Volvo to test automated driving in UK

April 27, 2016 // By Christoph Hammerschmidt
After initiating a large test of automated driving under real-world traffic conditions in Gothenburg (Sweden), Volvo now plans to execute a similarly broad test in the UK. The project “Drive me London” again will involve real families driving automated vehicles on public roads, the company said.

Volvo plans sourcing data from the everyday users participating in the test and use this data to develop Automated Driving (AD) cars that are suitable for real world driving conditions, rather than the more unrealistic conditions found on test tracks. Thatcham Research, the insurance industry’s research organization, will be providing the technical data analysis and professional test drivers needed as part of the trial.


Drive Me London will begin in early 2017 with a limited number of semi-autonomous driving cars and expand in 2018 to include up to 100 AD cars, making it the largest and most extensive AD testing programme on Britain’s streets.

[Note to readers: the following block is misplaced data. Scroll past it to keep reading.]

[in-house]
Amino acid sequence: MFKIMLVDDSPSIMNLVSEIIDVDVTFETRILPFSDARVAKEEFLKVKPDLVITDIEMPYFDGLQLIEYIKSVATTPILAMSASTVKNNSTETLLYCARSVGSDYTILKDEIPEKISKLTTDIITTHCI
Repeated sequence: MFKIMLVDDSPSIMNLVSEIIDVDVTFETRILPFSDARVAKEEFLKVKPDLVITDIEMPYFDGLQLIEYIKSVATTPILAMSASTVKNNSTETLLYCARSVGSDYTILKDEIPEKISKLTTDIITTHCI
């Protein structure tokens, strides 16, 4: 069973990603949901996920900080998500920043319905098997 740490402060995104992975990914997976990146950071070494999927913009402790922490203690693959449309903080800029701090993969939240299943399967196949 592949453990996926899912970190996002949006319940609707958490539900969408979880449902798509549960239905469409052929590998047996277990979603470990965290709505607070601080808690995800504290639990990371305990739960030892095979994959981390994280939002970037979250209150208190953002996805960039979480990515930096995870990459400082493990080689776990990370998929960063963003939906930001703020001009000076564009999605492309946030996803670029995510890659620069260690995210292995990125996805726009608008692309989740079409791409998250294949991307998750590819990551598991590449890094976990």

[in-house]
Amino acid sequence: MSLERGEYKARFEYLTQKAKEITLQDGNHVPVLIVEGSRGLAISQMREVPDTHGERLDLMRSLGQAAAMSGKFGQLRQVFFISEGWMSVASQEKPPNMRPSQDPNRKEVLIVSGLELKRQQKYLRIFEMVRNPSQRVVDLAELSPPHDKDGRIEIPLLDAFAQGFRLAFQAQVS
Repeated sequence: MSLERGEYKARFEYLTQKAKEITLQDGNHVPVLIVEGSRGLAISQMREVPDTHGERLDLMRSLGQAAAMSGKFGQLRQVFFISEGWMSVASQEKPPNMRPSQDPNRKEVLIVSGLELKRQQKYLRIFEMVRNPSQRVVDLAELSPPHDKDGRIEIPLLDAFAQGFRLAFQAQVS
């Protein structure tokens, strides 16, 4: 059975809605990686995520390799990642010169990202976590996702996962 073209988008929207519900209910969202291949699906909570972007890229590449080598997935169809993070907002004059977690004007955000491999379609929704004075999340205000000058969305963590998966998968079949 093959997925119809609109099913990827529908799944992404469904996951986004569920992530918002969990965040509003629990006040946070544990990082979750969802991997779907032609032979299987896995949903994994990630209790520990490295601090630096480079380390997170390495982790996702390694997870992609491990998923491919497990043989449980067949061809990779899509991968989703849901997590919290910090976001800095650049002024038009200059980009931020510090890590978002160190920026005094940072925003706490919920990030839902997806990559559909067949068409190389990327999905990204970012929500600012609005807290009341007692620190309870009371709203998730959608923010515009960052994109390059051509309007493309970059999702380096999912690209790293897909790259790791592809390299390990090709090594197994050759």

The introduction of AD cars promises to revolutionise Britain’s roads in four main areas – safety, congestion, pollution and time saving.


Independent research has revealed that AD has the potential to reduce the number of car accidents very significantly, in some cases by up to 30 per cent. Up to 90 per cent of all accidents are presently caused by driver error or distraction, something that should largely disappear with AD cars.


“Vehicle manufacturers are predicting that highly autonomous vehicles, capable of allowing the driver to drop ‘out of the loop’ for certain sections of their journey, will be available from around 2021. Without doubt, crash frequency will also dramatically reduce. We’ve already seen this with the adoption of Autonomous Emergency Braking (AEB) on many new cars. Research in the US by NHTSA predicts that by 2035, as a result of autonomous and connected cars, crashes will be reduced by 80%. Additionally, if a crash can’t be avoided, then the impact speed will also drop as a result of the system’s performance - reducing the severity of the crash,” said Peter Shaw, chief executive at Thatcham Research.


In terms of congestion, AD cars allow traffic to move more smoothly, reducing traffic jams and by extension cutting dangerous emissions and associated pollution.